mon 22/07/2019

Film Reviews

Swimming with Men review - Rob Brydon and co sink

Jasper Rees

Swimming with Men is a British comedy which must have looked like a dead cert when it was pitched. “A bunch of middle-aged male losers do synchronised swimming. They have a bossy female coach who persuades them to go to the world championships. How funny (and moving) is that? The tears will flow.

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DVD: The Nile Hilton Incident

Owen Richards

The world was captivated by the Arab Spring – thousands of citizens rising up in unity against longstanding dictatorships, filling squares and refusing to bow. But for many of us, it was a world away; the crowds were a single organism, thinking and acting as one.

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Whitney review - superstar's dismal demise revisited

Adam Sweeting

It was only a year ago that Nick Broomfield’s Whitney: Why Can’t I Be Me was released. Kevin Macdonald’s new documentary about the rise and hideous demise of one of pop’s greatest stars was made with the blessing of her family, but doesn’t shed significantly more light than the Broomfield version.

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Eric Clapton: A Life in 12 Bars, BBC Two review - blues, booze and dues

Adam Sweeting

There’s undoubtedly a memorable film to be crafted from the life of guitar legend and grand old survivor Eric Clapton – for instance, Melvyn Bragg made a very good South Bank Show about him in 1987 – but the longer this one goes on, the less it has to say. Nor is it obvious why it has been made now.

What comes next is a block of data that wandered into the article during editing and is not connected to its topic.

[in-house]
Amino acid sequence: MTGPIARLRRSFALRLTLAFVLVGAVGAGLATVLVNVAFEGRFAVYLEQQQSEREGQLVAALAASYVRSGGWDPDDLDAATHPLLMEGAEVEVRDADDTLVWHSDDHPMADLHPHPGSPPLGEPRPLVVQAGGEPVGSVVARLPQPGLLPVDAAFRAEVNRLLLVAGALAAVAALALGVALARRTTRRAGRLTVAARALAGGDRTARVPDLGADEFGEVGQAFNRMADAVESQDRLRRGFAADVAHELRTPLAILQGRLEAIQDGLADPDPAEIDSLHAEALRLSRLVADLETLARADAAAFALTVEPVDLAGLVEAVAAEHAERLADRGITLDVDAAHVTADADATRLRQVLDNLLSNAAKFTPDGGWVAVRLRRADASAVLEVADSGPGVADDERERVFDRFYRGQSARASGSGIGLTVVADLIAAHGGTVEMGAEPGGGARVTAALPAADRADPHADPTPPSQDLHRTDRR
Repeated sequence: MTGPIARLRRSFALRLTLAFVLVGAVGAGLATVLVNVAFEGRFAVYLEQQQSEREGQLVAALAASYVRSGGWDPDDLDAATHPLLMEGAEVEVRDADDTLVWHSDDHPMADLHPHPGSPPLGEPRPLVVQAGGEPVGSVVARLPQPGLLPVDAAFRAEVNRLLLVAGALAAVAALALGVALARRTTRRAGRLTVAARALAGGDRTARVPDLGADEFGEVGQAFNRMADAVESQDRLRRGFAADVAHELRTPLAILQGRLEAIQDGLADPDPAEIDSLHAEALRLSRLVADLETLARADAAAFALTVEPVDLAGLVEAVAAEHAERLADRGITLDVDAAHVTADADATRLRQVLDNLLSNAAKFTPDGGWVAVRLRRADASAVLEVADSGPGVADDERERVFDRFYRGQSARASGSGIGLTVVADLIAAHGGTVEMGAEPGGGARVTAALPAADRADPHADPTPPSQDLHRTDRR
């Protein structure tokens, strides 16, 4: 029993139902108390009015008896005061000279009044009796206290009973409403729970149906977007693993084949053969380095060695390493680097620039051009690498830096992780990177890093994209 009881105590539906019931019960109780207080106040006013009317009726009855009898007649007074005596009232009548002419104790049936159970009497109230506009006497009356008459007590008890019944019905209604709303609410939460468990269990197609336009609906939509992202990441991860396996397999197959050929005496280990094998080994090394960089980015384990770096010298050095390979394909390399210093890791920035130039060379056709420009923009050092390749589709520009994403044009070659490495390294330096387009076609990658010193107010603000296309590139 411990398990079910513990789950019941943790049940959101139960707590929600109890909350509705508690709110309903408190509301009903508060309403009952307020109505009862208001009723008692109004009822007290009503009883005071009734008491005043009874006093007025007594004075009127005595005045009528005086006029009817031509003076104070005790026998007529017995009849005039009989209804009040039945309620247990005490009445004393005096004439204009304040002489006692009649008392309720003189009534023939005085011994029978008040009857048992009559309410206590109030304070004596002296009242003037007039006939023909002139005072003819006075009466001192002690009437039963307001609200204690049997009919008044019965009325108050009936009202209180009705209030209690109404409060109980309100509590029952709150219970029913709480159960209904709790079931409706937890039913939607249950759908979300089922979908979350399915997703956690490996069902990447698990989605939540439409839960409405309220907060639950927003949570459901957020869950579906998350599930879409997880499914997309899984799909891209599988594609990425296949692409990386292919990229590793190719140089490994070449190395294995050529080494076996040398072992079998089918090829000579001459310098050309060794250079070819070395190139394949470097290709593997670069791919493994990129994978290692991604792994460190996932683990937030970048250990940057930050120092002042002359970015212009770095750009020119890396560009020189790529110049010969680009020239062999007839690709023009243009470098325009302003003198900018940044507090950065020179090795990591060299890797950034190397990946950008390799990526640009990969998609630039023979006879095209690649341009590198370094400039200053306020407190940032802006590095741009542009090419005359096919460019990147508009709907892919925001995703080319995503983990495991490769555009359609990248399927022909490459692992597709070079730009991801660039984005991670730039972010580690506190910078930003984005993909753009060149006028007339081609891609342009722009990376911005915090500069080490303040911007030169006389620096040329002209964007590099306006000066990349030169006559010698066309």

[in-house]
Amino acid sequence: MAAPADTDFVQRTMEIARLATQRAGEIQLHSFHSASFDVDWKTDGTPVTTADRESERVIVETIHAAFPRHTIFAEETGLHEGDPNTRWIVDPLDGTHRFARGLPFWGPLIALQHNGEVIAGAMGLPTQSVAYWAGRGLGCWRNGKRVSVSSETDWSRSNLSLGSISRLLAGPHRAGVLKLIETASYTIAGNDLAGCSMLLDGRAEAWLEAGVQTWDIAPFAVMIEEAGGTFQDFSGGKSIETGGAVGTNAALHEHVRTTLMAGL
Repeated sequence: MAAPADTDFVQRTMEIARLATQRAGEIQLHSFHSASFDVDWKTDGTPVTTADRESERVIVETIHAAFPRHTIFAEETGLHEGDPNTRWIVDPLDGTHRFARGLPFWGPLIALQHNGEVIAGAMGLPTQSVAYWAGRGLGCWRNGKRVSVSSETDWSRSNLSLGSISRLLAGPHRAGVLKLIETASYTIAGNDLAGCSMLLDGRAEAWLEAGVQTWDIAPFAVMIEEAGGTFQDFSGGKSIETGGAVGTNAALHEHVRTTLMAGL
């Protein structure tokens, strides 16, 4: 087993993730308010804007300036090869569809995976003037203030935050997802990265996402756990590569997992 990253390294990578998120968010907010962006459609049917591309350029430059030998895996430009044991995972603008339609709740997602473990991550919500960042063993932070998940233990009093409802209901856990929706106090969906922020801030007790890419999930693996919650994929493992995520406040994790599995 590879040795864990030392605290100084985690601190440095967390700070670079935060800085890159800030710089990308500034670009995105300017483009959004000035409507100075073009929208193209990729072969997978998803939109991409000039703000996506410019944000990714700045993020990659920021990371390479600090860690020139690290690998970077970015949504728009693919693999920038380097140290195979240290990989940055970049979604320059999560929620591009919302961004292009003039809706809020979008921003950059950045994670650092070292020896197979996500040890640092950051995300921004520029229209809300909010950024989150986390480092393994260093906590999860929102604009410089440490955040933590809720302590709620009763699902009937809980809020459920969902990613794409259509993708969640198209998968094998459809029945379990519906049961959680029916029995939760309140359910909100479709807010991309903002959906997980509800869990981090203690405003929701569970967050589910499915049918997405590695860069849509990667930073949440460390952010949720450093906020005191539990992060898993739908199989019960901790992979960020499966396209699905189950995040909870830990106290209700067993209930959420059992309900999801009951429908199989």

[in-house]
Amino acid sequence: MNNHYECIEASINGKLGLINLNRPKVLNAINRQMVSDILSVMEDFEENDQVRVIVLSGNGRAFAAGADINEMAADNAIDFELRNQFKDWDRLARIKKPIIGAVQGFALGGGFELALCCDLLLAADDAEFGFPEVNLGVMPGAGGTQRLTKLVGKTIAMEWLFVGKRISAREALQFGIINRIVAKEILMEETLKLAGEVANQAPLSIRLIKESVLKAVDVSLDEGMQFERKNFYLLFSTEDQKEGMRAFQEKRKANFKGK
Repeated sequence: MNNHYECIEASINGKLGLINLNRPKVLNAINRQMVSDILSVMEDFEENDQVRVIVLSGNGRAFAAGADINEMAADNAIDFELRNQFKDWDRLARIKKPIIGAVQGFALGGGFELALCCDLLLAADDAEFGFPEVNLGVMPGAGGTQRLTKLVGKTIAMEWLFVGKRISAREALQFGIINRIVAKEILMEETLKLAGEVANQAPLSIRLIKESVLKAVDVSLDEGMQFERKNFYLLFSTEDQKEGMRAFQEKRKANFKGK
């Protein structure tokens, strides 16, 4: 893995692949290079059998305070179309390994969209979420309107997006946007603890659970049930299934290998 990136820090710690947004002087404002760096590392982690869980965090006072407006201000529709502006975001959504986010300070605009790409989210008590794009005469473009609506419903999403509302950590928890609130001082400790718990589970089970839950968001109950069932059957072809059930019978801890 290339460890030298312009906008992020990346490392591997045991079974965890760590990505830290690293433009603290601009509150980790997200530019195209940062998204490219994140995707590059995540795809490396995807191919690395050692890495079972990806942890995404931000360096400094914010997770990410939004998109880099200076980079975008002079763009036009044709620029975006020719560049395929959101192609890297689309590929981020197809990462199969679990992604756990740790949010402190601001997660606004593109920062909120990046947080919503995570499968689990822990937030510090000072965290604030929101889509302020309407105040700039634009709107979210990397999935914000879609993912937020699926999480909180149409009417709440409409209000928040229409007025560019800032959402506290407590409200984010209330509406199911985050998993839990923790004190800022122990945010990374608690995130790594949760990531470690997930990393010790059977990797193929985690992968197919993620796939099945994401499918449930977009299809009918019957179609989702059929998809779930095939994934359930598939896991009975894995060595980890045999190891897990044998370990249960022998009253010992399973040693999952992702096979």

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The Bookshop review - lost in translation

Matt Wolf

"All this fuss over a bookstore?!" That's likely to be a common reaction to Spanish director Isabel Coixet's The Bookshop, which adapts a slender if much-admired 1978 novel by the quintessentially English Penelope Fitzgerald in order to cock a Continental snook at her English compatriots'

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Adrift review - lost at sea

Adam Sweeting

There is something irresistibly haunting about tales of epic sea voyages and the perils they entail. Recently we’ve had two versions of the tragic saga of lone yachtsman Donald Crowhurst (not to mention the excellent documentary Deep Water from 2006), and you could lob into the mix the Robert Redford vehicle All Is Lost, Kon-Tiki, White Squall and… er… many more.

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Sicario: Day of the Soldado review - violent, explosive and nihilistic thriller

Adam Sweeting

The issue of immigrants being smuggled across the Mexican border into the USA is currently live and inflammatory, and this second instalment of the feds-versus-drugs cartels saga hurls us right into the centre of it.

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Leave No Trace review - intense off-grid drama

Jasper Rees

The dad who lives off-grid with his offspring is becoming a regular visitor to cinema screens. He was last seen in the guise of Viggo Mortensen in Captain Fantastic, the story of the father whose seven-strong brood must learn to come out of the forest and live in society.